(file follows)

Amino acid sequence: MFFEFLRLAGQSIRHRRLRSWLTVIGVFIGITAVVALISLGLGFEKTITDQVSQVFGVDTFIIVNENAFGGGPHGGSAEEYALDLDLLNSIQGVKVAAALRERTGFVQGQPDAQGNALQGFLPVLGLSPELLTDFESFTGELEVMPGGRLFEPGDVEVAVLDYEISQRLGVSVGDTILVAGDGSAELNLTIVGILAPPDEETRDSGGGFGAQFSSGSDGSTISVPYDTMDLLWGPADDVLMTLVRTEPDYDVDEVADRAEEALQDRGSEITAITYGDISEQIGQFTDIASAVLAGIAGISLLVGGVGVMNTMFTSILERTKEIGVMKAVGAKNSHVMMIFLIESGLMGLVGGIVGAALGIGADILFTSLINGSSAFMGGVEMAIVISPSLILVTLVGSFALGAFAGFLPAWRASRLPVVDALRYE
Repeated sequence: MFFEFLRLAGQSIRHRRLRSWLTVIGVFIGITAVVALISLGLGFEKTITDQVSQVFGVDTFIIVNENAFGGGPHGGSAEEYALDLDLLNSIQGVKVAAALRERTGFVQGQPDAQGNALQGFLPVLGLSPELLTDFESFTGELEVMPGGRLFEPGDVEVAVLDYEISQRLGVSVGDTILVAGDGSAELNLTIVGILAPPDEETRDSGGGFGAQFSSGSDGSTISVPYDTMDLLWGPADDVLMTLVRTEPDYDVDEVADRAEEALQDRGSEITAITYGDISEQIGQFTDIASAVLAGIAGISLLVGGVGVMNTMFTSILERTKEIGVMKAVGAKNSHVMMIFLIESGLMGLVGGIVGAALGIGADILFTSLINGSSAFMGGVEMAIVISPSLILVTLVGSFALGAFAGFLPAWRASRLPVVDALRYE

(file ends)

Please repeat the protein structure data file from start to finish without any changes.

Amino acid sequence: MFFEFLRLAGQSIRHRRLRSWLTVIGVFIGITAVVALISLGLGFEKTITDQVSQVFGVDTFIIVNENAFGGGPHGGSAEEYALDLDLLNSIQGVKVAAALRERTGFVQGQPDAQGNALQGFLPVLGLSPELLTDFESFTGELEVMPGGRLFEPGDVEVAVLDYEISQRLGVSVGDTILVAGDGSAELNLTIVGILAPPDEETRDSGGGFGAQFSSGSDGSTISVPYDTMDLLWGPADDVLMTLVRTEPDYDVDEVADRAEEALQDRGSEITAITYGDISEQIGQFTDIASAVLAGIAGISLLVGGVGVMNTMFTSILERTKEIGVMKAVGAKNSHVMMIFLIESGLMGLVGGIVGAALGIGADILFTSLINGSSAFMGGVEMAIVISPSLILVTLVGSFALGAFAGFLPAWRASRLPVVDALRYE
Repeated sequence: MFFEFLRLAGQSIRHRRLRSWLTVIGVFIGITAVVALISLGLGFEKTITDQVSQVFGVDTFIIVNENAFGGGPHGGSAEEYALDLDLLNSIQGVKVAAALRERTGFVQGQPDAQGNALQGFLPVLGLSPELLTDFESFTGELEVMPGGRLFEPGDVEVAVLDYEISQRLGVSVGDTILVAGDGSAELNLTIVGILAPPDEETRDSGGGFGAQFSSGSDGSTISVPYDTMDLLWGPADDVLMTLVRTEPDYDVDEVADRAEEALQDRGSEITAITYGDISEQIGQFTDIASAVLAGIAGISLLVGGVGVMNTMFTSILERTKEIGVMKAVGAKNSHVMMIFLIESGLMGLVGGIVGAALGIGADILFTSLINGSSAFMGGVEMAIVISPSLILVTLVGSFALGAFAGFLPAWRASRLPVVDALRYE